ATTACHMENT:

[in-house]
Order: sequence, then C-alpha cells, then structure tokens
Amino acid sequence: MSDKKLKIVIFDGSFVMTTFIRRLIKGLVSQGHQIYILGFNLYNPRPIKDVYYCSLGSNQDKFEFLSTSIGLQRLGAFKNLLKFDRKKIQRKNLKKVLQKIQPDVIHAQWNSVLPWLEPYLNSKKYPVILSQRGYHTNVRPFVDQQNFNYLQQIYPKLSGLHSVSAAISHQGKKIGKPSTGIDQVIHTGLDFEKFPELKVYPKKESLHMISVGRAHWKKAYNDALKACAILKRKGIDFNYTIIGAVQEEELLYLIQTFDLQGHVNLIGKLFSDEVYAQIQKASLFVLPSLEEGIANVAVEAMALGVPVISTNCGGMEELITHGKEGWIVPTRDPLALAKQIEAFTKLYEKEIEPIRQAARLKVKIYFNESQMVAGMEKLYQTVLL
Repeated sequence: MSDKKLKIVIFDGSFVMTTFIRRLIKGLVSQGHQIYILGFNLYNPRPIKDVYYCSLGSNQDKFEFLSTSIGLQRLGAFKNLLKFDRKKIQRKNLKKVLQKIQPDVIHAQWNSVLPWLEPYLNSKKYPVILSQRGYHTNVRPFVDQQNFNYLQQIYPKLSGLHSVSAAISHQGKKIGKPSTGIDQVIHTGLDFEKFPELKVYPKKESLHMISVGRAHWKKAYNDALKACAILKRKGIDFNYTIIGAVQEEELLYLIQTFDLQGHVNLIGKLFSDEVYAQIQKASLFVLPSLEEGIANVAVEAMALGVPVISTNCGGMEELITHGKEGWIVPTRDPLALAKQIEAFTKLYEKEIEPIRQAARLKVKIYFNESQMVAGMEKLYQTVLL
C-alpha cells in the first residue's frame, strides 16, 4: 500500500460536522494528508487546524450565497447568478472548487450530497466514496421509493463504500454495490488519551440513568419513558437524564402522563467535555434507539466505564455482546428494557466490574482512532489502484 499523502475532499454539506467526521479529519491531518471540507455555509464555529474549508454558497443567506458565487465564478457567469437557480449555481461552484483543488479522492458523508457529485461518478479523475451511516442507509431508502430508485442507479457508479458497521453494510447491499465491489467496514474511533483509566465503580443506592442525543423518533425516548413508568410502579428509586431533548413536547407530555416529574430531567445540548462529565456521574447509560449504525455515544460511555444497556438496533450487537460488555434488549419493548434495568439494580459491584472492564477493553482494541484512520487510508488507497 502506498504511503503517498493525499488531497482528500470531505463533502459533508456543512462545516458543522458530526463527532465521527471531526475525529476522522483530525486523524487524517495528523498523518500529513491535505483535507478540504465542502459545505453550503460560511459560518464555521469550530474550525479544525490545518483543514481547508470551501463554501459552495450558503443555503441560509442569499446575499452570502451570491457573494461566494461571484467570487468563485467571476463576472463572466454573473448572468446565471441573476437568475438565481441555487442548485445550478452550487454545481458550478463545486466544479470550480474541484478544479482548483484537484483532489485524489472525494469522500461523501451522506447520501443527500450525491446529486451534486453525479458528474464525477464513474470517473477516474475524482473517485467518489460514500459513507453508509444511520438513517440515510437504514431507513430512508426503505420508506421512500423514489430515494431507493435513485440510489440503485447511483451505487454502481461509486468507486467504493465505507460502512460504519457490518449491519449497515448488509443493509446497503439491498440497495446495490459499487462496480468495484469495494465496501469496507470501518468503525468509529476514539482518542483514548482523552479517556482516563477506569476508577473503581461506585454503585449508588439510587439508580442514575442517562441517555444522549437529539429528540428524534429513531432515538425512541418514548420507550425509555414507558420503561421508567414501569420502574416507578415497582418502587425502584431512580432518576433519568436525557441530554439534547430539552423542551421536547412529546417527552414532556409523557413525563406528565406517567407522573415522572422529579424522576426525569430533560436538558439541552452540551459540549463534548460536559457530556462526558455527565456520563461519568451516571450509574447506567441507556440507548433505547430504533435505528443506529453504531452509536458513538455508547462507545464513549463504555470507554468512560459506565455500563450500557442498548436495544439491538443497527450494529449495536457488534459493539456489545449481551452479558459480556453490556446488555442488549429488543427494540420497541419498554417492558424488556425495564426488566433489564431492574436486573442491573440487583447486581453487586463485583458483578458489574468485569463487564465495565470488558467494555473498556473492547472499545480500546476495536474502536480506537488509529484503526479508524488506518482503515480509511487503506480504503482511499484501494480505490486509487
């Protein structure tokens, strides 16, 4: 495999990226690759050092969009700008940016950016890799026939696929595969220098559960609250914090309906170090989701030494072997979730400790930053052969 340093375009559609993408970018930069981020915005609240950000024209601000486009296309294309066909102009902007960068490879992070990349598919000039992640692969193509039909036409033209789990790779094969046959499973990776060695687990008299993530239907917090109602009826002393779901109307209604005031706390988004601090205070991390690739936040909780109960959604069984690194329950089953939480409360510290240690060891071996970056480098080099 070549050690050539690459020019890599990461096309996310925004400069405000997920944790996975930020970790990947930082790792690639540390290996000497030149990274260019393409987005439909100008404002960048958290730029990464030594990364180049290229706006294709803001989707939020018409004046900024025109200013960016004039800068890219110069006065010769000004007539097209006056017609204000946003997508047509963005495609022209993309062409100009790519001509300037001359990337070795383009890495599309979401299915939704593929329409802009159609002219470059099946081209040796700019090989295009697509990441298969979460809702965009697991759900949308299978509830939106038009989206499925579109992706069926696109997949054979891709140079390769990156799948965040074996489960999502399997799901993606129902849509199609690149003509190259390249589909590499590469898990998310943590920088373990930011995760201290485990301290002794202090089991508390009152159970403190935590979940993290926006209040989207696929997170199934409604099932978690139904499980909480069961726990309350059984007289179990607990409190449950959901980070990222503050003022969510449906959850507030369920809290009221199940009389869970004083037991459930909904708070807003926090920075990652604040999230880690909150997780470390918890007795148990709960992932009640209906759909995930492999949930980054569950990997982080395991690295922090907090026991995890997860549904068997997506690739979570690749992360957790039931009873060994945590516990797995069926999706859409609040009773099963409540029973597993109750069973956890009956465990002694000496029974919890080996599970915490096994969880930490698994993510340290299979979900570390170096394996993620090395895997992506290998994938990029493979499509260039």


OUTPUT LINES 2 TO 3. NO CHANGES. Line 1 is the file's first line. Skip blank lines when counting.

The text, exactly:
Order: sequence, then C-alpha cells, then structure tokens
Amino acid sequence: MSDKKLKIVIFDGSFVMTTFIRRLIKGLVSQGHQIYILGFNLYNPRPIKDVYYCSLGSNQDKFEFLSTSIGLQRLGAFKNLLKFDRKKIQRKNLKKVLQKIQPDVIHAQWNSVLPWLEPYLNSKKYPVILSQRGYHTNVRPFVDQQNFNYLQQIYPKLSGLHSVSAAISHQGKKIGKPSTGIDQVIHTGLDFEKFPELKVYPKKESLHMISVGRAHWKKAYNDALKACAILKRKGIDFNYTIIGAVQEEELLYLIQTFDLQGHVNLIGKLFSDEVYAQIQKASLFVLPSLEEGIANVAVEAMALGVPVISTNCGGMEELITHGKEGWIVPTRDPLALAKQIEAFTKLYEKEIEPIRQAARLKVKIYFNESQMVAGMEKLYQTVLL